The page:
Ethics in ICT projects and Kaizen

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Both small and large-scale ICT projects pose ethical questions for individuals including business analysts, developers, business product owners and strategy makers.

Many questions may be raised including:

What ethical standards are applicable for projects?
Why are ethics important?
When should ethics be considered (before, during, after or continuously during a project)?
Who should ultimately be responsible for the creation, implementation, checking and continual improvement of compliance with ethical standards within companies?
How should ethical behaviour be developed practically within a company?
How should ethical standards be communicated within an organisation?
How should ethics be linked with agile project management and system development?

Ethics is a difficult matter in that what is legal is not always ethical and what is ethical is not always legal. The concepts of legal compliance and ethical compliance are not synonymous, nor are they of course mutually exclusive. Business can excellent in their knowledge of the law, such as those governing privacy, and in not technically breaching regulations; however there is often a grey area regarding ethics. The common human tendency to rationalise behaviour, arguing that the ‘means justify the end’, can lead individuals to perform unethical actions which they deem to be right. An organisational obsession on short-term goals and profits may lead them to condone unethical behaviour in particular in their use of technology and data. Rewarding short-term performance may put pressure on employees and can compromise their ability to clearly judge what is right and wrong, ethical and unethical.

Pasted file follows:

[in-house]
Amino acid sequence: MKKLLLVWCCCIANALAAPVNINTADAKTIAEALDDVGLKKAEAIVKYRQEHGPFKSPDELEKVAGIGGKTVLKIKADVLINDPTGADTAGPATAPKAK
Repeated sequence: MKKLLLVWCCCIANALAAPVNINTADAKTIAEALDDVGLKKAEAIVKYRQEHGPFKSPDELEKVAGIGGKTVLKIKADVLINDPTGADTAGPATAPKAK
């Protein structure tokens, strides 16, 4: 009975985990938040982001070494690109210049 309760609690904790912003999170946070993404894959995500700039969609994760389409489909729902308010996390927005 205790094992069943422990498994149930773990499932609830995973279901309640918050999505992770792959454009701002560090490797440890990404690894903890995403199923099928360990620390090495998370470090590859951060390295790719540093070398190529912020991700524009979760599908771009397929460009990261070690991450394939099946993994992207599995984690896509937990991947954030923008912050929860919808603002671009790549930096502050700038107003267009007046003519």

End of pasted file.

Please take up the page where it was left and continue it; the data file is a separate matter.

Ethics in ICT projects is strongly linked to the concepts of data privacy, property, accuracy and accessibility. Any IT system functions on a platform of data, people, processes and technology. It is in the matter of data that business can fall into the trap of unethical behaviour. Sensitive data may be collected on customers that, although legal, is entirely unnecessary and inappropriate. A business may further breach the law, be clearly unethical, and collect data about customers which clearly violates their privacy. Customer data may also be used by the company not only for their use, but sold to third parties for profit. This has been done by large corporations such as FlyBuys which is known to sell customer data onto other corporations.

Data accuracy is important in that customer data may not maintain its integrity when used in systems. Invalid data may have consequences on customers, after which the company may not want to claim any responsibility for any damage incurred. Companies also need to be concerned about data accessibility as it could be construed to be unethical for certain individuals to have access to data across numerous departments, which may lead them to take advantage of their position and access to information for personal gain.

Clearly articulated ethical standards regarding data privacy, property, accuracy and accessibility are very important in all ICT endeavours as they function is the basis for trust between businesses and consumers. Ethics are important not only because they often lineup to what is legal, but because they place the customers best interests at top priority. Ethics need to be considered before, during and after an ICT project is completed and continuously assessed. The concept of kaizen is very relevant in this goal of the ethical compliance. Organisations need to continually seek ways to improve compliance with ethical standards; they need to focus on the greatest risks and implications first, they need to fix problems immediately when they are identified and they need to brainstorm possible ethical dilemmas that may arise in their sprint-cycles. Agile software development allows companies to continuously develop and assess their policies and strategies to properly guard sensitive customer data that needs to be collected and stored, insure that customers know their rights regarding their data and the use of their data (outlining what the system will use customer data to do), ensuring that there is data integrity throughout business processes and insuring that system architecture is developed in such a way that data is protected from access by unauthorised parties (be it outside or internal to the organisation).

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